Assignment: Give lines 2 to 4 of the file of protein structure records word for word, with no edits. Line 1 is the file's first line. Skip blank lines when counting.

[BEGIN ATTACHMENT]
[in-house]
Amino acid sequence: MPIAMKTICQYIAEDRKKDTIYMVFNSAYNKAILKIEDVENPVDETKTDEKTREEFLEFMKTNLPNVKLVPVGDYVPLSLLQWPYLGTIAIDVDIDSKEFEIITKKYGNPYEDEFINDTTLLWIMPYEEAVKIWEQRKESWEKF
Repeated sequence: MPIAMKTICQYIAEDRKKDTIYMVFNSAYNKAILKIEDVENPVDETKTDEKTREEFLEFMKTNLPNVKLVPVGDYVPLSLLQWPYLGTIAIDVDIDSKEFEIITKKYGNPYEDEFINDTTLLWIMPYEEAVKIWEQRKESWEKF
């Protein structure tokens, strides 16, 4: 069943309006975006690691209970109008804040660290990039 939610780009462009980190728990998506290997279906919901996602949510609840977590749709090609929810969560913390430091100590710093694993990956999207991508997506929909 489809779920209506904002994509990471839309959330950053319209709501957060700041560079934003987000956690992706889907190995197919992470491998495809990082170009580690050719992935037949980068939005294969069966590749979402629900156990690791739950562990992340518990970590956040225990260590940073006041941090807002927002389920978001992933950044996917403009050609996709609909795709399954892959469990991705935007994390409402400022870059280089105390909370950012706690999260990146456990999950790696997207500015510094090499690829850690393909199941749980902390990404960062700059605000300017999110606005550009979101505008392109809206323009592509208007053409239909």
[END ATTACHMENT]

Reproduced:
Amino acid sequence: MPIAMKTICQYIAEDRKKDTIYMVFNSAYNKAILKIEDVENPVDETKTDEKTREEFLEFMKTNLPNVKLVPVGDYVPLSLLQWPYLGTIAIDVDIDSKEFEIITKKYGNPYEDEFINDTTLLWIMPYEEAVKIWEQRKESWEKF
Repeated sequence: MPIAMKTICQYIAEDRKKDTIYMVFNSAYNKAILKIEDVENPVDETKTDEKTREEFLEFMKTNLPNVKLVPVGDYVPLSLLQWPYLGTIAIDVDIDSKEFEIITKKYGNPYEDEFINDTTLLWIMPYEEAVKIWEQRKESWEKF
């Protein structure tokens, strides 16, 4: 069943309006975006690691209970109008804040660290990039 939610780009462009980190728990998506290997279906919901996602949510609840977590749709090609929810969560913390430091100590710093694993990956999207991508997506929909 489809779920209506904002994509990471839309959330950053319209709501957060700041560079934003987000956690992706889907190995197919992470491998495809990082170009580690050719992935037949980068939005294969069966590749979402629900156990690791739950562990992340518990970590956040225990260590940073006041941090807002927002389920978001992933950044996917403009050609996709609909795709399954892959469990991705935007994390409402400022870059280089105390909370950012706690999260990146456990999950790696997207500015510094090499690829850690393909199941749980902390990404960062700059605000300017999110606005550009979101505008392109809206323009592509208007053409239909």